Back in February 2013, the Handel and Haydn Society gave Franz Joseph Haydn an entire program to himself, performing his Symphony No. 6 (“Le matin”), Violin Concerto in G, “L’isola disabitata” Overture, and Symphony No. 82 (“The Bear”). Friday evening, we got a second helping: Symphony No. 7 (“Le midi”), Violin Concerto in C, “Lo speziale” Overture, and Symphony No. 83 (“The Hen”). If anything, the sequel was even better than the original.
The overture, for starters. A glance at the plot makes you think Mozart. Old apothecary Sempronio (the “speziale” of the title) is looking to marry his young ward, Grilletta, but she has two others suitors, foppish Volpino and, her choice, Sempronio’s apprentice, Mengone. Under Handel and Haydn artistic director Harry Christophers, the overture buzzed with energy and suspense for three minutes, then abruptly broke into a graceful minuet before tiptoeing back into the main section. It made you wonder why the opera itself — all of Haydn’s operas, really — are not more popular.
The same is true of his early symphonies. The heart of this “Le midi” (“Noon”) was the slow movement, which moved from a somber C-minor recitative for solo violin (concertmaster Aisslinn Nosky sighing eloquently) to an agitated interchange with the orchestra and then a serene dialogue between violin and solo cello (Guy Fishman, equally eloquent). The symphony began with 60 seconds of pomp and circumstance before it started to scurry, the conversation going this way and that. The horns (R. J. Kelley and John Boden) shone in the genial minuet; the bass (Anthony Manzo) was a shy suitor in the trio. The rustic, good-humored finale featured Christopher Krueger’s solo flute.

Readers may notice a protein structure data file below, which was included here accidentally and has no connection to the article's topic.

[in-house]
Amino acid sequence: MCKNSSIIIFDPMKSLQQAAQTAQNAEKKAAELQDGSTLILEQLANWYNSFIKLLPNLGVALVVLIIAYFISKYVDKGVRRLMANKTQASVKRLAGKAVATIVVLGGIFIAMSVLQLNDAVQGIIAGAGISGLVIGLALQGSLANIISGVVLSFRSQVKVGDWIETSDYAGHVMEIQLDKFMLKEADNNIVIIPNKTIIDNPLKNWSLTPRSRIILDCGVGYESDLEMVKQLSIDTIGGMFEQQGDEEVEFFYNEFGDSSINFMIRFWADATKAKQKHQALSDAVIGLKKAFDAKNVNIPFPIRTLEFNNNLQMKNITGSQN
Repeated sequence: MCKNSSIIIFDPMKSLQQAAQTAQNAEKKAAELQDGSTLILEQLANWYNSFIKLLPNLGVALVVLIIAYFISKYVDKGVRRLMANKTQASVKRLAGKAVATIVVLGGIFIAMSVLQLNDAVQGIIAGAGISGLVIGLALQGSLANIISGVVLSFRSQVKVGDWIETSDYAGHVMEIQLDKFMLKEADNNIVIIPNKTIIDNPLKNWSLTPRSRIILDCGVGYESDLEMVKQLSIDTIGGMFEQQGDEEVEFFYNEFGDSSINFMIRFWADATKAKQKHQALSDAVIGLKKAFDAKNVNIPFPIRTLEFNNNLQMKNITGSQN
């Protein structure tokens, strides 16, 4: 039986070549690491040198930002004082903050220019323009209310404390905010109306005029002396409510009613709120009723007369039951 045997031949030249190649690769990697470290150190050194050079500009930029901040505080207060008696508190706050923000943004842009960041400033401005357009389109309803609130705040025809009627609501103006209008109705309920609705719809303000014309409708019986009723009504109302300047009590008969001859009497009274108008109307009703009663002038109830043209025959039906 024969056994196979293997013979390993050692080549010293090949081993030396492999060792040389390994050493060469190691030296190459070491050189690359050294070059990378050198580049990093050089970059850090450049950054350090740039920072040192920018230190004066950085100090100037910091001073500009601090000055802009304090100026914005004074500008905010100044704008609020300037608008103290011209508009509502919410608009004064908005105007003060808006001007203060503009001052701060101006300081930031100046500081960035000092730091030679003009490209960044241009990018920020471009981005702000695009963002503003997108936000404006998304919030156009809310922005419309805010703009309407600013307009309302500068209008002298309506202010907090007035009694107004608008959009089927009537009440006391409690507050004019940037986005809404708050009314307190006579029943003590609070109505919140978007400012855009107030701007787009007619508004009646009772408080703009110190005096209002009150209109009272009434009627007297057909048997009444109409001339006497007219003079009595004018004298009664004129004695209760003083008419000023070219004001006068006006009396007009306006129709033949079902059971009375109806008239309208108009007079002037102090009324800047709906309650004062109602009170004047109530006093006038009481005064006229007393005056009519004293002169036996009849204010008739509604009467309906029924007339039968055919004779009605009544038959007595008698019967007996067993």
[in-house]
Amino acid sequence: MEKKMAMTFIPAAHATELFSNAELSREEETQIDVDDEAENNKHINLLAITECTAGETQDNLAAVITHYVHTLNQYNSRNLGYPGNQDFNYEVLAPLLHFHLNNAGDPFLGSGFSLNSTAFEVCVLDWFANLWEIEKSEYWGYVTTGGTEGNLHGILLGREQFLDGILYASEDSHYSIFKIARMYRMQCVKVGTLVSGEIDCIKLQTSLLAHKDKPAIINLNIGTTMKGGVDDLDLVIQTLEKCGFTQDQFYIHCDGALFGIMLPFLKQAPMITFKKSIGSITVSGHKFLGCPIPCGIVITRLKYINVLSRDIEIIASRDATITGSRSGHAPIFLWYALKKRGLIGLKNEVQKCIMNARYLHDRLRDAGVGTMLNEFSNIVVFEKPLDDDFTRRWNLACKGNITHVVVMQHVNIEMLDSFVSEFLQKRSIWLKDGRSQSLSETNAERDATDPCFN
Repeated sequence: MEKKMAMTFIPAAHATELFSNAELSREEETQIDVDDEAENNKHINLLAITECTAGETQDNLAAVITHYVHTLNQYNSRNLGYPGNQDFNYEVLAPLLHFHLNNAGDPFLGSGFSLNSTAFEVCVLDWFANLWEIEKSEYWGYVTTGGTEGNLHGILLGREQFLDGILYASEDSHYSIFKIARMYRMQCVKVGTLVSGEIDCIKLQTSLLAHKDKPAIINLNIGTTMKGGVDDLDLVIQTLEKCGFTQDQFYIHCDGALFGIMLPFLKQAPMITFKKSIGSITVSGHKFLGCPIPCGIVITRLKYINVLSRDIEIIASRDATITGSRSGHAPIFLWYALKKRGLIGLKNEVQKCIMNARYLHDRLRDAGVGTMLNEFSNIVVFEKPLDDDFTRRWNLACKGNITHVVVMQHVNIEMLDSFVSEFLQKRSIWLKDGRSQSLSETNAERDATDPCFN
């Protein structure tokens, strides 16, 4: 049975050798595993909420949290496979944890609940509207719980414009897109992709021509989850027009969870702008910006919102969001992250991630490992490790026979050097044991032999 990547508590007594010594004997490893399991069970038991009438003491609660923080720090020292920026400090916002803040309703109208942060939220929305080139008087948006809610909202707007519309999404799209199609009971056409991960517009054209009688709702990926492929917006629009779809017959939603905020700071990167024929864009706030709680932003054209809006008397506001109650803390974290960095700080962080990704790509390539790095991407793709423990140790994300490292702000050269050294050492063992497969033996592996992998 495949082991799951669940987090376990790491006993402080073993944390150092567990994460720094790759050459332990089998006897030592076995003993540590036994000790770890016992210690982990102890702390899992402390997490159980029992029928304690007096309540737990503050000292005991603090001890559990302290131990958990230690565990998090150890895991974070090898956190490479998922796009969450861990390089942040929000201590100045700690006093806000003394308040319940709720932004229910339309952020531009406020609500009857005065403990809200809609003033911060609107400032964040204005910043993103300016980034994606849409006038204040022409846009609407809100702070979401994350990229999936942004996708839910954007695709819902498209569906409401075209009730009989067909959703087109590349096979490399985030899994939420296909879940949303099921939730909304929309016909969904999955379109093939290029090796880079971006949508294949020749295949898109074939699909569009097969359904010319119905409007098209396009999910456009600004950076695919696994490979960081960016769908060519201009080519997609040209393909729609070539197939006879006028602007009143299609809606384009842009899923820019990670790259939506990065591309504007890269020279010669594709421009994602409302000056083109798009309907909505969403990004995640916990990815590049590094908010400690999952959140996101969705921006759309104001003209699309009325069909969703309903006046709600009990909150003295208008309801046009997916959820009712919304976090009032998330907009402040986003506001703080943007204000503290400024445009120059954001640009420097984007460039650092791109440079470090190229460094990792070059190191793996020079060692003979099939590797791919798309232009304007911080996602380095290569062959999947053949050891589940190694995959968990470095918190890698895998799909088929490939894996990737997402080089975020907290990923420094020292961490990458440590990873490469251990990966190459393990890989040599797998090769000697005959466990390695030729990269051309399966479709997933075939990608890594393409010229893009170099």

Haydn’s C-major Violin Concerto is a tougher customer than the G-major: It spends more time in the solo instrument’s upper register and calls for more double-stopping. Nosky, who led the 15-member ensemble, was a mischievous soloist in the Allegro moderato first movement. The Adagio serenade over plucked strings went quickly, like an intermezzo, whereas the Presto finale was not rushed. It all sounded casual and easy, but not without heart.
“The Hen,” or “La poule,” gets its name from the unmistakable clucking sequence the strings make just 90 seconds into the opening Allegro spiritoso. In Christophers’s reading, that clucking, which keeps returning, seemed to undermine the ominous brooding of the main section. The Andante, with its sudden outbursts, was a study in contrasts; the heavy-footed minuet had more good work from Krueger in the trio. The galloping finale, with its witty false endings, was like a hunt for the hen.